Similarly, the game Black & White (Molyneux et al, 2001) employs a hybrid architecture to create one of the most successful character experiences in modern gaming. Each Black & White player is a god, made more powerful by the allegiance of human followers — but with a much closer relationship with a non-human “Creature” who can be a powerful ally, and focus of empathy, but must be properly trained. In designing the AI to drive these creatures, Richard Evans wanted to include both a model of the world and a model of the player’s view of the world (deduced by ascribing goals to the player that explain the player’s actions). Such models are easier to understand and employ if represented in traditional, symbolic (GOFAI) forms. At the same time, Evans wanted a Creature’s learning (from observing the player and NPCs, player feedback after actions, and player commands) to have the “fuzzy” sense, and vast number of possible states, achieved in more recent, numerically-focused AI. As a result, he adopted an approach he calls “Representational Promiscuity” in which “beliefs about individual objects are represented symbolically, as a list of attribute-value pairs; opinions about types of objects are represented as decision-trees; desires are represented as perceptrons; and intentions are represented as plans” (2002, 567, 570). The result is not only an impressive character — but also a system that re-positions the provision of training data for numerically-driven AI. Rather than something that happens during system development, it is something that happens during audience interaction, becoming the very method by which the player’s relationship develops with Black & White’s main on-screen character.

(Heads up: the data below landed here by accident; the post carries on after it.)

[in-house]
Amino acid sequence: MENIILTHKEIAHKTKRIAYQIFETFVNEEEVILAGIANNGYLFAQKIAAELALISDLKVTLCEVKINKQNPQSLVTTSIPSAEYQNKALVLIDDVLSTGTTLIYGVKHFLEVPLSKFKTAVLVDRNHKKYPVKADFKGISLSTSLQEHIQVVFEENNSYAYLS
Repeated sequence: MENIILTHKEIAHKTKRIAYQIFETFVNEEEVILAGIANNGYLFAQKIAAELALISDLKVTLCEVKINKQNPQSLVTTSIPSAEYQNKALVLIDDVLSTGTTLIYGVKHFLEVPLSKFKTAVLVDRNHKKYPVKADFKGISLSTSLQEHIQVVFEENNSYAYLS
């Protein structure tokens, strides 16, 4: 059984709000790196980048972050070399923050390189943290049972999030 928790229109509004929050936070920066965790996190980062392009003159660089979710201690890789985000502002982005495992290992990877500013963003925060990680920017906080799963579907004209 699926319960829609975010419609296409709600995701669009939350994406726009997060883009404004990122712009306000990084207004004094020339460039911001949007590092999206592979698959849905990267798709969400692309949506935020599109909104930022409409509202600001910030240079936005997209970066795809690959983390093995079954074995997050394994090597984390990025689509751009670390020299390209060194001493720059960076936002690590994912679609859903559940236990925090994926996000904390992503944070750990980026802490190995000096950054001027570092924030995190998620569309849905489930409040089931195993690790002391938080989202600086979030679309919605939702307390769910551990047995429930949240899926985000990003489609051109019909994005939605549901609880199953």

More speculatively, a related kind of hybrid system might address another difficulty identified in this chapter. While Minstrel’s TRAMs proved problematic in the context of a system meant to autonomously produce stories — given problems of common-sense reasoning — we can imagine TRAMs employed in a very different context. For example, consider what Rafael Pérez y Pérez and Mike Sharples write in their evaluation of Minstrel: